Eritrea’s capital and biggest city, Asmara, is the country’s largest settlement.
Asmara, Eritrea’s capital, is a fusion of Italian and African architecture and culture. Asmara, a thriving metropolis of almost half a million people, was founded in the eleventh century by a coalition of communities striving to defend themselves from robbers.
The city has been ruled by numerous empires and nations throughout its history, notably the Italian Empire in the late 1800s, the British after WWII, and Ethiopia since 1950. Asmara was freed in 1991 after a long and violent conflict with Ethiopia, and became the capital of a nation that had been without self-rule for two centuries.
It’s impossible to go down a street in Asmara nowadays without coming across an ancient Italian building. Mussolini, the Italian dictator, poured vast sums of money into the city in the early 1930s with the objective of making it the heart of a second Roman Empire that encompassed Africa. Architects were scarcely restricted by their imaginations, and the city center was essentially rebuilt from the ground up. Not only were churches created in the ancient-Romanesque style, but so were countless offices inspired by the cubism and futurism architectural trends.
Asmara – Info Card
|POPULATION :||City: 649,000|
|TIME ZONE :||EAT (UTC+3)|
|LANGUAGE :||Tigrinya. Arabic, Italian and English|
|RELIGION :||Eritrean Orthodox 60%, Catholic 21%, Sunni Islam 19%|
|AREA :||630 km2 (240 sq mi)|
|ELEVATION :||7,628 ft (2,325 m)|
|COORDINATES :||15°20′N 38°56′E|
|SEX RATIO :||• Male: 51.22%|
• Female: 48.78%
|ETHNIC :||Tigrinya (77%), Tigre (15%), Others (Annobon, Mdowe) 8%|
Tourism in Asmara
The colonial Italian architecture of Asmara is the city’s principal attraction. “Kombishtato” (a creol of the neighborhood’s original name: Campo di Citta) is a nickname for the palm-lined main boulevard “Independence Avenue.” It’s lined with cafés, restaurants, stores, and old movie theaters, and it makes for a pleasant mile-long promenade between the north end, where the “half” stadium is located (you’ll see half a bleacher), and the south end, where the Nyala Hotel, the city’s highest structure, is located.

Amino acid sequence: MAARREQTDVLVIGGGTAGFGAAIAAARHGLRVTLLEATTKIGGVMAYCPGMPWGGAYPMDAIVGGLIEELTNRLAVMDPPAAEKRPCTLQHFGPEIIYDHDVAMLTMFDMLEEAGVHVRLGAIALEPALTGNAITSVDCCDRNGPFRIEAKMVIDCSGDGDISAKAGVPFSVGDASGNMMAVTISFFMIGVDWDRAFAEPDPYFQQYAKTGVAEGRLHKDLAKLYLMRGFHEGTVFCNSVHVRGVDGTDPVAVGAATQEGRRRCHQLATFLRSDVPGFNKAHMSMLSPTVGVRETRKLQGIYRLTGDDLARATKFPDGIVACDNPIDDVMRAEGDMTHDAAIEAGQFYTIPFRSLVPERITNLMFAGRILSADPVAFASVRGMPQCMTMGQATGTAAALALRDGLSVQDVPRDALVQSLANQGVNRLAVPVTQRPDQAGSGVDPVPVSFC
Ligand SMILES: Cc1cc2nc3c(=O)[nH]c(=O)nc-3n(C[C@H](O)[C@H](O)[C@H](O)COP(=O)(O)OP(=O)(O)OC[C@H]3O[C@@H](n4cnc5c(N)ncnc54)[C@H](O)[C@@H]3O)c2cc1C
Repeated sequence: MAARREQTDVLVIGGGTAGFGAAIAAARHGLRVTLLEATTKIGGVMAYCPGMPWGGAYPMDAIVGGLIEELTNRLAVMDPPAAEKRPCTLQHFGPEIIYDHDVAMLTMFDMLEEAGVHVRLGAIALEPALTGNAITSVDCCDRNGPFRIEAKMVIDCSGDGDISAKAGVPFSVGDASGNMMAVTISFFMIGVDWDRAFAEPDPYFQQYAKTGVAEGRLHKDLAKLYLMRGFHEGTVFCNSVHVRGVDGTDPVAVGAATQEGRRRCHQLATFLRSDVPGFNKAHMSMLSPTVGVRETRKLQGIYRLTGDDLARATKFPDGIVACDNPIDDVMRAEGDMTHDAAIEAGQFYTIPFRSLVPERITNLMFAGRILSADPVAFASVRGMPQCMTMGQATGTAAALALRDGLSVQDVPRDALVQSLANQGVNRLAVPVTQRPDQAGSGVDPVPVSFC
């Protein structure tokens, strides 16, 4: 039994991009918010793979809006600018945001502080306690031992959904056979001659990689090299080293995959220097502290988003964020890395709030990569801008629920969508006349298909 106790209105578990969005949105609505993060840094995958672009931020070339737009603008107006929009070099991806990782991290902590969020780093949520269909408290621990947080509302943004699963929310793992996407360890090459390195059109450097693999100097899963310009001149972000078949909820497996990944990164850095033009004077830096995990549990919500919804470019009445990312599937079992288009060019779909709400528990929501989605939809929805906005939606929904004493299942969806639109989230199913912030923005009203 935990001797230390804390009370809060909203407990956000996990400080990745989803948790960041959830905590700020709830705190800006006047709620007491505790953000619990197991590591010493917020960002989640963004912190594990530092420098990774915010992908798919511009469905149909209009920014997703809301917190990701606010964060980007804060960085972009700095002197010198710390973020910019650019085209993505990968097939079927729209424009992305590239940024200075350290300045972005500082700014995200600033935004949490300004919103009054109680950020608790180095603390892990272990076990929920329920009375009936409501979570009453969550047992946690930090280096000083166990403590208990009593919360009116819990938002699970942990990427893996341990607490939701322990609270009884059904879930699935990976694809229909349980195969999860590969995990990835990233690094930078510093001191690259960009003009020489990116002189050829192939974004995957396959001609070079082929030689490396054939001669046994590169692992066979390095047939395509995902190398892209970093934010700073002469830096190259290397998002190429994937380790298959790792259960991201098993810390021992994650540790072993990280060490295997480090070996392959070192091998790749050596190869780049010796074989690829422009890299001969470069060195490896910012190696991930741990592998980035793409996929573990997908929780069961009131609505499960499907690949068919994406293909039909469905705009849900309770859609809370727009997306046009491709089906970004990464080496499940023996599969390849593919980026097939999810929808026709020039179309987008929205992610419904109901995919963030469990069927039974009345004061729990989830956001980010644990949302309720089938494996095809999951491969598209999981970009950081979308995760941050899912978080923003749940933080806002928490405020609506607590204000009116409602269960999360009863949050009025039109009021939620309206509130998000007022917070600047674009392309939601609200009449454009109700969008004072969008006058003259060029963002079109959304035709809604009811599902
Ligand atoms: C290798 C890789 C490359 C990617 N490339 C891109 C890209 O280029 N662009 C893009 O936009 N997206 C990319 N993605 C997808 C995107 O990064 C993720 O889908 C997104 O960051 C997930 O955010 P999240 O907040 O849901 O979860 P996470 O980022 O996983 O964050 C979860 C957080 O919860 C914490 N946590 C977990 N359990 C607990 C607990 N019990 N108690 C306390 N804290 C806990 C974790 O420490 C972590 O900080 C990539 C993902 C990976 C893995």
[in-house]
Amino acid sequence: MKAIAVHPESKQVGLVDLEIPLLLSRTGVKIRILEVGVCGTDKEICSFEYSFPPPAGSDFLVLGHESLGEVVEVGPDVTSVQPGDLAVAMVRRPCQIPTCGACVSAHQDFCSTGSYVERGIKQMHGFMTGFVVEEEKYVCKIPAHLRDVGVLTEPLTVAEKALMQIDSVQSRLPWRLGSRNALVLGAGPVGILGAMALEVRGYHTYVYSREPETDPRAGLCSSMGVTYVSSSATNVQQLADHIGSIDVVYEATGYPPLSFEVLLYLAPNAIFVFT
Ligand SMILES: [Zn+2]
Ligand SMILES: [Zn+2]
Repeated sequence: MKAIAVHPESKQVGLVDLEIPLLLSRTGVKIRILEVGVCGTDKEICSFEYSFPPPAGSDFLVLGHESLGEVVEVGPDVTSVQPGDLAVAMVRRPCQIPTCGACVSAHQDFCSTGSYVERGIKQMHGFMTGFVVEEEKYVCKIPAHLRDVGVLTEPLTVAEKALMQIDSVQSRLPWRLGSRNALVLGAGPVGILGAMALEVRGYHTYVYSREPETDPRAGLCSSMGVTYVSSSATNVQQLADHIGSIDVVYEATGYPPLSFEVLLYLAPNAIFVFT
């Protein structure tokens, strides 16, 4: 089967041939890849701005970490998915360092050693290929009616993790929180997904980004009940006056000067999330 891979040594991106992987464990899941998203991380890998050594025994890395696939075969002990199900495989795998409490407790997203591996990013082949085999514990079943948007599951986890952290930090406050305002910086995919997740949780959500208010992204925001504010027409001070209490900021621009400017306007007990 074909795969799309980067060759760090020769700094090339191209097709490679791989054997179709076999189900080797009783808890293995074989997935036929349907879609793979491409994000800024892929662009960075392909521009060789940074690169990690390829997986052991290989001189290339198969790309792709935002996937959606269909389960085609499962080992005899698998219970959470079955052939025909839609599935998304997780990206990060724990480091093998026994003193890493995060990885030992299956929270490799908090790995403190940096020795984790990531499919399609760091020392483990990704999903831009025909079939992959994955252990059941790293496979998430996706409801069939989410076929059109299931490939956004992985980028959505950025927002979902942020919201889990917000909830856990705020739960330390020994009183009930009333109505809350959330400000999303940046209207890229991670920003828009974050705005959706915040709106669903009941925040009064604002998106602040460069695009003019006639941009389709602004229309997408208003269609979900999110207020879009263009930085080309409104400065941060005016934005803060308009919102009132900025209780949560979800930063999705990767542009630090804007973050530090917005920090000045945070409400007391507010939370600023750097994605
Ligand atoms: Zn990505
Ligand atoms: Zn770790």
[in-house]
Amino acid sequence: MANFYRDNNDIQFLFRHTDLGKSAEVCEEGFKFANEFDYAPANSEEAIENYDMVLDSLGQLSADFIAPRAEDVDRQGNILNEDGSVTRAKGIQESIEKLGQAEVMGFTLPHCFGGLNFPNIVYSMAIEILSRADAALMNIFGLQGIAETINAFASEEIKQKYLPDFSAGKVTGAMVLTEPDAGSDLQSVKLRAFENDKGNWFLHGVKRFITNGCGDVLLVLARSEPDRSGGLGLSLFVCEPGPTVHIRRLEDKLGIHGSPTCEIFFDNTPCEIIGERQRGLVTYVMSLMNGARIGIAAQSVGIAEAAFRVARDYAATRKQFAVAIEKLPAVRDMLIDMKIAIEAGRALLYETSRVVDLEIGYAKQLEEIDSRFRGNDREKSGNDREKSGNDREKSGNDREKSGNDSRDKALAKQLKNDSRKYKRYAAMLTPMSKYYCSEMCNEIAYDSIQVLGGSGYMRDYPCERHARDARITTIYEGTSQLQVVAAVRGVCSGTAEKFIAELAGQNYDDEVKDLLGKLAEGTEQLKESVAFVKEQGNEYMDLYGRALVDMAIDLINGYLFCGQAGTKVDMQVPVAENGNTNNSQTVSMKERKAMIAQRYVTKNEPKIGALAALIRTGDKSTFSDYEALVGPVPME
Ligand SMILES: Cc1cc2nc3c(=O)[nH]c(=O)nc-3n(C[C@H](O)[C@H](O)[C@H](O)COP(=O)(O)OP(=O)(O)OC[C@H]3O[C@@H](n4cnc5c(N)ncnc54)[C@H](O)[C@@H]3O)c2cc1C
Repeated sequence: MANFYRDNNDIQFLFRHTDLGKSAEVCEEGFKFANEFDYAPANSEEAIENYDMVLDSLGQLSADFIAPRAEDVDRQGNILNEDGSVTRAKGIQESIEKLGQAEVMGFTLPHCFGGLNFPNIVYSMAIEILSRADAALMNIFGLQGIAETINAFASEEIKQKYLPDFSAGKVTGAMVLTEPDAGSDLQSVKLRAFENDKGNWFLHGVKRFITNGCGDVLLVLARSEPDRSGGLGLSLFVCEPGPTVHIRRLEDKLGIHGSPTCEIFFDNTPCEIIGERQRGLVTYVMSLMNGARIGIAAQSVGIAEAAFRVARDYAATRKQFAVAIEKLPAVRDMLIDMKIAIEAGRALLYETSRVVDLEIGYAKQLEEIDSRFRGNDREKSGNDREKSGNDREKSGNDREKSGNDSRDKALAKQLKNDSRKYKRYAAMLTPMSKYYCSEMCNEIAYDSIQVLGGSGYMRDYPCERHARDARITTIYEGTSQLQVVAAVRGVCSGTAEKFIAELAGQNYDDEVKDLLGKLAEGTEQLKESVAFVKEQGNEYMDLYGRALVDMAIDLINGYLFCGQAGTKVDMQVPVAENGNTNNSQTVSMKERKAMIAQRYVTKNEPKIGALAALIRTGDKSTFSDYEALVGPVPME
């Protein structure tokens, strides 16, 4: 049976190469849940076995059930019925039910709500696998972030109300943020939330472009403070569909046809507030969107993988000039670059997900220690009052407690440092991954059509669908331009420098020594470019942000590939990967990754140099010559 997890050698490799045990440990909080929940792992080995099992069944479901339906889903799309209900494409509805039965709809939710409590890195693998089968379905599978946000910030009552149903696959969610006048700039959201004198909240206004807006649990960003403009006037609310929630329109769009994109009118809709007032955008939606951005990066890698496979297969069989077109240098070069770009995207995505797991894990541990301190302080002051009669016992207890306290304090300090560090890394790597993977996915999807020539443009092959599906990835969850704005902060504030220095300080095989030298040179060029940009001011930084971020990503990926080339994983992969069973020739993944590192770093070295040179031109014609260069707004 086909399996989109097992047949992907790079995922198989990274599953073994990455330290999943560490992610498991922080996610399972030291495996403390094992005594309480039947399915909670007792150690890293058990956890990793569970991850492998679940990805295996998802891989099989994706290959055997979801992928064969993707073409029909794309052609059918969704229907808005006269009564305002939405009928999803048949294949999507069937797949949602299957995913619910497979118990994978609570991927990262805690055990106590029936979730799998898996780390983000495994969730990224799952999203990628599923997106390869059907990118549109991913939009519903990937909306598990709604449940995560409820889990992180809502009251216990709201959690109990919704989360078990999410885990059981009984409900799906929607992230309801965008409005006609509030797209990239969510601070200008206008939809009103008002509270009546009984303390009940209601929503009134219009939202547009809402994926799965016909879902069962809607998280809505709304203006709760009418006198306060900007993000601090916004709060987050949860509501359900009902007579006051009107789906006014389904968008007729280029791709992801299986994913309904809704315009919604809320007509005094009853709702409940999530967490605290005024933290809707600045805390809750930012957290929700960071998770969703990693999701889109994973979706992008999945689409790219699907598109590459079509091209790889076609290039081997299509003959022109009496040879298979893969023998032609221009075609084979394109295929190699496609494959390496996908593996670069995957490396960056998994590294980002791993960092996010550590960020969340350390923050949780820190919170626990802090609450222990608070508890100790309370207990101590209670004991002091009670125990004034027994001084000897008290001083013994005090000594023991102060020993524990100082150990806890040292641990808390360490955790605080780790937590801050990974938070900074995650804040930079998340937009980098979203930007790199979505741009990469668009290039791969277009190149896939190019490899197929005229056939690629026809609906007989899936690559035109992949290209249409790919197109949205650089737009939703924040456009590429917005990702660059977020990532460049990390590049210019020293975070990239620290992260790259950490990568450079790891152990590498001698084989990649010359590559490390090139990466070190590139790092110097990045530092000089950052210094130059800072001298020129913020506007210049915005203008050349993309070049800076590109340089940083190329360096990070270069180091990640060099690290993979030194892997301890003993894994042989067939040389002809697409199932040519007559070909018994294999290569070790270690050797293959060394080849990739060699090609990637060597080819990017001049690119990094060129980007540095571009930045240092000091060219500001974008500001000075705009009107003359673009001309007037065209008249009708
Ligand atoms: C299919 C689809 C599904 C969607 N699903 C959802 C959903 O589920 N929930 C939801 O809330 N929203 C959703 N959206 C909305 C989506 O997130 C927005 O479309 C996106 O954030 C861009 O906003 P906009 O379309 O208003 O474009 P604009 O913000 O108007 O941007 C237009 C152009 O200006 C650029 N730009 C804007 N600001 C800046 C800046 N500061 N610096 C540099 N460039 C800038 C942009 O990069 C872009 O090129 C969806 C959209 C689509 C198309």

The vibrant and lively marketplace of Asmara is located behind the cathedral on the road to its right (as viewed from the church’s main entrance on Independence Avenue). It’s a wonderful spot to practice haggling and pick up some trinkets.
While having a wonderful well-chilled beer from the Nyala Hotel’s top-floor café, one may enjoy a fantastic view of the city. Asmara’s beer, rightly dubbed “Asmara Beer,” is very delicious. The National Museum, located behind the hotel on a quieter street, has an outstanding collection covering the country’s six millennia of civilisation.
Climate of Asmara
Asmara has a unique kind of steppe climate, with warm but not scorching summers and pleasant winters.
Temperatures are rather pleasant for a city situated not far from deserts, thanks to its height of 2,325 meters (7,630 feet).
The rainy season in Asmara lasts just two months, from July to August. In fact, these two months account for almost 60% of Asmara’s yearly precipitation.
Geography of Asmara
The city is situated at a height of 2,325 meters above sea level. It is located on the Eritrean Highlands, a north-south trending extension of the Ethiopian Highlands. Asmara is located in the temperate central region, on a rocky highland plateau that divides the western lowlands from the eastern coastal plains.
The areas around Asmara, particularly those to the south in Eritrea’s Debub Region, are very fertile. The Asmara highlands give way to the eastern lowlands, which are characterized by the scorching heat and humidity of the Eritrean salt pans, which are lapped by the Red Sea.
The Gash-Barka Region, to the west of the plateau, is a huge semi-arid hilly region that runs all the way to the Sudanese border.
Economy of Asmara
As the capital and biggest town in Eritrea, Asmara is home to the majority of Eritrean enterprises. The city was originally a manufacturing center.
Asmara served as the administrative and commercial capital of Italian East Africa during the colonial era. Many enterprises were shuttered or transferred outside of the city when the British invaded the nation in 1941. Under Ethiopian occupation, this tendency persisted.